by Manmatha Nath Dutt | 1908 | 245,256 words | ISBN-13: 9788183150736
The English translation of the Garuda Purana: contents include a creation theory, description of vratas (religious observances), sacred holidays, sacred places dedicated to the sun, but also prayers from the Tantrika ritual, addressed to the sun, to Shiva, and to Vishnu. The Garuda Purana also contains treatises on astrology, palmistry, and preci...
Dhanvantari said:—The group of drugs known as Madhuradi Gana, which are possessed of disease-killing properties, consists of Shali, Yashthika, wheat, milk, clarified butter, honey, marrow, Shringatakam, barley corn, Erbaru, Gokshuram, Gambhari, lotus seeds, raisins, dates, Vala, cocoanut, atmagupta, Vidari, Pivalakam, Madhukam, Tala, and Kushmandam. They alleviate epileptic fits and a burning sensation in the body, soothe the six organs, and being partaken of in exclusion of all other things, generate the Kapham, and worms in the intestines, and bring on cough, dyspnœa, with a sweet taste in the mouth, hoarseness, tumours, goitres, and elephantiasis, etc.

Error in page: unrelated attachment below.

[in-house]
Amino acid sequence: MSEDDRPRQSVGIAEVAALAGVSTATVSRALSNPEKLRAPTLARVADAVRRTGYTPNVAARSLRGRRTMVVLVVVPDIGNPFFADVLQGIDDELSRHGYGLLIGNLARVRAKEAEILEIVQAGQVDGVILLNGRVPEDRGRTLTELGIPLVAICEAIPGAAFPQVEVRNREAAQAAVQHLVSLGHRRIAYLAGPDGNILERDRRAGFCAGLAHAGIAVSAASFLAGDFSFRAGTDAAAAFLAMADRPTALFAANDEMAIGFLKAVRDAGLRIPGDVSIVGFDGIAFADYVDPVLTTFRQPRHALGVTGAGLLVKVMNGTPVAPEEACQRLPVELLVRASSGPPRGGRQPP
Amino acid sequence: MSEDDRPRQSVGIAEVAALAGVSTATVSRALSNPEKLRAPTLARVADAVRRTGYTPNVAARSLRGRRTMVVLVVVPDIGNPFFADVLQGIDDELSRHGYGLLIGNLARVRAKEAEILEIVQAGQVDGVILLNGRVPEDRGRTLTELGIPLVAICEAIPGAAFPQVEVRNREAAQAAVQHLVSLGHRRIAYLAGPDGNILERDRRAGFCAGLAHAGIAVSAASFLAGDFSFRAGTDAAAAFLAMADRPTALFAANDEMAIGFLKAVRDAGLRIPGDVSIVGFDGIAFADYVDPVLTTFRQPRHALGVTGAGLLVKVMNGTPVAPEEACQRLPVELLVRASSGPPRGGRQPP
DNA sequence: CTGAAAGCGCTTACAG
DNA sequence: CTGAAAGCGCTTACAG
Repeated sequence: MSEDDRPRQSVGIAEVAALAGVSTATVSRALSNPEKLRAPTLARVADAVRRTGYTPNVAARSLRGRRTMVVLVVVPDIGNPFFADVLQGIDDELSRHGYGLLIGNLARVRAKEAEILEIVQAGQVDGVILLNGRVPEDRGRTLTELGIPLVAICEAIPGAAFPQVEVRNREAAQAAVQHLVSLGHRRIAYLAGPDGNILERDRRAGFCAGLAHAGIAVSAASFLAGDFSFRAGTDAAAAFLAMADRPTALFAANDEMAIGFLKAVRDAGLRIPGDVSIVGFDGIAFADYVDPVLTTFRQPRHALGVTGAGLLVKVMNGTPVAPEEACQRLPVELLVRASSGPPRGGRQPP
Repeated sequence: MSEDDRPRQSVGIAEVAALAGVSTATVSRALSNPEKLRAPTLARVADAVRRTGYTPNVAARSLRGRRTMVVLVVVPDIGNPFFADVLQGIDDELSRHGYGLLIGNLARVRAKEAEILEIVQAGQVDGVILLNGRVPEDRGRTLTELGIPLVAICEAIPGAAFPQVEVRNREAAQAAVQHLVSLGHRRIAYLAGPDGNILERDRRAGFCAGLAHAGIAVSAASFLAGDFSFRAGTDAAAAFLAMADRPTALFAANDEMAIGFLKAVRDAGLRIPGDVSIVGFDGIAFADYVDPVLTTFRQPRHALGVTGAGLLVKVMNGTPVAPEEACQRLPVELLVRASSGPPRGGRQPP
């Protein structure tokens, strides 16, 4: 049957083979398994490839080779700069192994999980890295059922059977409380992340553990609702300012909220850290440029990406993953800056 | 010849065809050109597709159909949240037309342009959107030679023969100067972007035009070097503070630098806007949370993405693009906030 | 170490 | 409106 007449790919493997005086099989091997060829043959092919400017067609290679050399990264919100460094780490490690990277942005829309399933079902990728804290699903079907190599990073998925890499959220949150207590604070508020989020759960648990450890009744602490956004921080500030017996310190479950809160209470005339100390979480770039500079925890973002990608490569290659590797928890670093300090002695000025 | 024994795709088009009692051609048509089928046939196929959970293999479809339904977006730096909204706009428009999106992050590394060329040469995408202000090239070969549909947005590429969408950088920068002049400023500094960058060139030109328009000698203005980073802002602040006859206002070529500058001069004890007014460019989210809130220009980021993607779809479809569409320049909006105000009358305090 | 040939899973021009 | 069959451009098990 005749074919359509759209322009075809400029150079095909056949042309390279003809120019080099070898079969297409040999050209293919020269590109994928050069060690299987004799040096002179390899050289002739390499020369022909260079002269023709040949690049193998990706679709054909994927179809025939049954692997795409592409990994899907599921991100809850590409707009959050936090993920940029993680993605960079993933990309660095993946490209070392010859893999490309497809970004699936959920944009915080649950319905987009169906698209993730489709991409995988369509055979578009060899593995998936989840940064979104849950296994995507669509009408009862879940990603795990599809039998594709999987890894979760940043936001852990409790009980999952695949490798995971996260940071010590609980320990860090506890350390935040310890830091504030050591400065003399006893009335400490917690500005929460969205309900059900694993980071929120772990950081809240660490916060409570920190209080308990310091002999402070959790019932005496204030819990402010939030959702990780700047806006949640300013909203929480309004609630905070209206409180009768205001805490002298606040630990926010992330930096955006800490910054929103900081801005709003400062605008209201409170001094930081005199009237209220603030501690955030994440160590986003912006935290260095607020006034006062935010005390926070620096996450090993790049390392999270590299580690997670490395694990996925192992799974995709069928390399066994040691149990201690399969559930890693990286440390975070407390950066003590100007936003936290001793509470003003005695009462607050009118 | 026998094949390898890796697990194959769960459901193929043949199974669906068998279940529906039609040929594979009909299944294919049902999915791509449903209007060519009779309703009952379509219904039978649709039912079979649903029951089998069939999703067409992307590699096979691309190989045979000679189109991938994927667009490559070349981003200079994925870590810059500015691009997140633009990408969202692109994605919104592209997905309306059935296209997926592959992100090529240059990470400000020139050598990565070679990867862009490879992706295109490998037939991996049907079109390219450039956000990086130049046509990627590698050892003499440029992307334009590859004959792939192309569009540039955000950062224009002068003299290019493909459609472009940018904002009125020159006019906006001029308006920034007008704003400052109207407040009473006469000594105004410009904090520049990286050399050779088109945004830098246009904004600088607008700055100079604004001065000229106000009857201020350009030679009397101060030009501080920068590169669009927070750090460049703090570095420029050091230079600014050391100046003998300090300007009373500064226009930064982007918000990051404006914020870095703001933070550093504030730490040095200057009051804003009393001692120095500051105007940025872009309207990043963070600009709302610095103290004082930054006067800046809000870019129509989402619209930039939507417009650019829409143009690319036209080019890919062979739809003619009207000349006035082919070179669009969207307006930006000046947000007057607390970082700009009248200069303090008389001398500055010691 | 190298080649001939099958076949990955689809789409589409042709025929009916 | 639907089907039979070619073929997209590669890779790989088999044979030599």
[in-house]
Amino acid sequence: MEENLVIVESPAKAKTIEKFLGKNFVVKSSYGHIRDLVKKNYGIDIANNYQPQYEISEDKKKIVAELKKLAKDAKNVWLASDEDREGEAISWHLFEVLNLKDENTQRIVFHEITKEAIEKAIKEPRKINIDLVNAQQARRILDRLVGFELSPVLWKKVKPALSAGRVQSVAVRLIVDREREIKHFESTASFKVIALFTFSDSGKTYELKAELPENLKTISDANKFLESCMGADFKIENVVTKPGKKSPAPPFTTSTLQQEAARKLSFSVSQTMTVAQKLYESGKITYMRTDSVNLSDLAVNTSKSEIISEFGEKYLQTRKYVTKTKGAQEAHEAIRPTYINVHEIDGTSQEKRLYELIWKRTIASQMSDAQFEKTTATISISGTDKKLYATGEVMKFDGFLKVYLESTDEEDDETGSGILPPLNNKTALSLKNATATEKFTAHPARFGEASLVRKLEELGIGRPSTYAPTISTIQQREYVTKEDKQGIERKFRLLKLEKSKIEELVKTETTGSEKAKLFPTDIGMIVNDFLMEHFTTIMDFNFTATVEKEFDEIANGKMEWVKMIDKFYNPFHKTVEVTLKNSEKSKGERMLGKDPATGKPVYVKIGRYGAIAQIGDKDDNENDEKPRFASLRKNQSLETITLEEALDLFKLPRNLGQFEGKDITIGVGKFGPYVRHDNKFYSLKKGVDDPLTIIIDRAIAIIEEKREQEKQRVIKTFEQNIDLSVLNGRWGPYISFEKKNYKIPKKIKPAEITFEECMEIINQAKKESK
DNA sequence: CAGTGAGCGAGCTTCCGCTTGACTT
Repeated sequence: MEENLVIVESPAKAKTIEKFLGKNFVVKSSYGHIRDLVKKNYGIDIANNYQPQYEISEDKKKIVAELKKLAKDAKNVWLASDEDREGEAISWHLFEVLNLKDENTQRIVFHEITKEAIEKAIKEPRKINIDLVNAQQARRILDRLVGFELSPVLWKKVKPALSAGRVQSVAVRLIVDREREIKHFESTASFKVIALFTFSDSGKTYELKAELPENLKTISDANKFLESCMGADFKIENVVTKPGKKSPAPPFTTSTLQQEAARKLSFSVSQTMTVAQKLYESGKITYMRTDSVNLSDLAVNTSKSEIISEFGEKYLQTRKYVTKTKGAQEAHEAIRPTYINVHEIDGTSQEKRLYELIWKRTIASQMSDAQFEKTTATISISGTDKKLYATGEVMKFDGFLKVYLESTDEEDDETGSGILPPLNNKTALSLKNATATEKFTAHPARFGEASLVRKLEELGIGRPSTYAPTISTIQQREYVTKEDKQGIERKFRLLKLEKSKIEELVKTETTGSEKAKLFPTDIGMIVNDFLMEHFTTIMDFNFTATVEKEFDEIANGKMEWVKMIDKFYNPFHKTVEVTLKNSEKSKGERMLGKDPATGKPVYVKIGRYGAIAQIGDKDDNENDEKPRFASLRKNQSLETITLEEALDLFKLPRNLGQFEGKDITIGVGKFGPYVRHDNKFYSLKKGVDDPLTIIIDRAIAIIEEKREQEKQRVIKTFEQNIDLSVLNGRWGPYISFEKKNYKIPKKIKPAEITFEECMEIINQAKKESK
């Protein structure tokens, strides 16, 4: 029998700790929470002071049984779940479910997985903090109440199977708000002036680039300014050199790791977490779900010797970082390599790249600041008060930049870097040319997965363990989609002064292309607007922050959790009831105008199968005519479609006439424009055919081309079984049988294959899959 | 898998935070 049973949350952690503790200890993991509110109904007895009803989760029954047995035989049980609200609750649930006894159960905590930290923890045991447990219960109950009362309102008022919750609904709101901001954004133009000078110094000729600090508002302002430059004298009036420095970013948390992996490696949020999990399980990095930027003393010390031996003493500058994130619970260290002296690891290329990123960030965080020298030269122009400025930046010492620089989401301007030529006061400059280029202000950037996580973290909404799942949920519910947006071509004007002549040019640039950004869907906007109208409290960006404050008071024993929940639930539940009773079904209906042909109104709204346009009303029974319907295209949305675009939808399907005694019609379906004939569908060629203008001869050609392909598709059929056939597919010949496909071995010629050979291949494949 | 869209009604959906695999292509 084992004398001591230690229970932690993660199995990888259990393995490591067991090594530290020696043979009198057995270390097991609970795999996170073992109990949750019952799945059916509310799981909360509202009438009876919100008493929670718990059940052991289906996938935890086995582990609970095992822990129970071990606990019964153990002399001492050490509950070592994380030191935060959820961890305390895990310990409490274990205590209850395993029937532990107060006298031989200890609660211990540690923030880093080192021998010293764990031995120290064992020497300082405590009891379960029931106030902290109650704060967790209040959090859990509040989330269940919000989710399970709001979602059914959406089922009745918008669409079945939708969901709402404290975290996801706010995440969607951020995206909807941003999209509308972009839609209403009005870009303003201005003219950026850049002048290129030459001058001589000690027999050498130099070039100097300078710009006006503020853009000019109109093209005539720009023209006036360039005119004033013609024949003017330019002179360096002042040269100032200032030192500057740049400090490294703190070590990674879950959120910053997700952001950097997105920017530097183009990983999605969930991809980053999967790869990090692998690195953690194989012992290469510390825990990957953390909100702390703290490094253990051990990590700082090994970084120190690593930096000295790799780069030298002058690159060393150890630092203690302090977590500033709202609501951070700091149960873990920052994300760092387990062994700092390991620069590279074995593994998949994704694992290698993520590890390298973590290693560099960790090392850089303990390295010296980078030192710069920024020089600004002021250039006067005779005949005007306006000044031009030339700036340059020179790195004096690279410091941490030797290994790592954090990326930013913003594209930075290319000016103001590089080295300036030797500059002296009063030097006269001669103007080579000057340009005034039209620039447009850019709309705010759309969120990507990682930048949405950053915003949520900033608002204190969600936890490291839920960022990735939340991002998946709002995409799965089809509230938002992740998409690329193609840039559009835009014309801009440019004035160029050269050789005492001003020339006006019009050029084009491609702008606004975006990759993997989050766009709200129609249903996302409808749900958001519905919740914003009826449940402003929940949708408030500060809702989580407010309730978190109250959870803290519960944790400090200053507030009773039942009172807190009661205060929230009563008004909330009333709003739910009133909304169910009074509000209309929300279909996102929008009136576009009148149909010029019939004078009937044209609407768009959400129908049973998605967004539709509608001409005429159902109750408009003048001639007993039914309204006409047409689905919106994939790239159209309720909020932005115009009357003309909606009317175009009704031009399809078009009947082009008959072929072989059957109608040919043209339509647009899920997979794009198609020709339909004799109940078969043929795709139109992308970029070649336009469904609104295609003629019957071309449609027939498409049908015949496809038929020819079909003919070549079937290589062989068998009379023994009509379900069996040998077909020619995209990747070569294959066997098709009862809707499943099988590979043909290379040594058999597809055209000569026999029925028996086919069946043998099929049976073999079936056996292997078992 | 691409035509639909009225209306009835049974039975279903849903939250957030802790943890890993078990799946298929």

Dadima, amalakam, amram, Kapittha, Karmarda, Matulunga, amratakam, Vadaram, Tintidi, milk curd, whey, Kanjikam, Lakucham, Amla-Vetasam and Amla-lona form the acid group. The last named one, taken with Shunthi, acts as a good digestant, and stomachic. These acid fruits generate the Vayu in the system, give rise to an increased secretion of the mucous membranes of the body, take a long time to be digested, and are possessed of considerable constructive properties. The acid taste exclusively partaken of produces tooth-edge, looseness of the limbs, a burning sensation in the heart and epigastrium, and establishes suppuration in excised or incesed(?) wounds, like a living fire.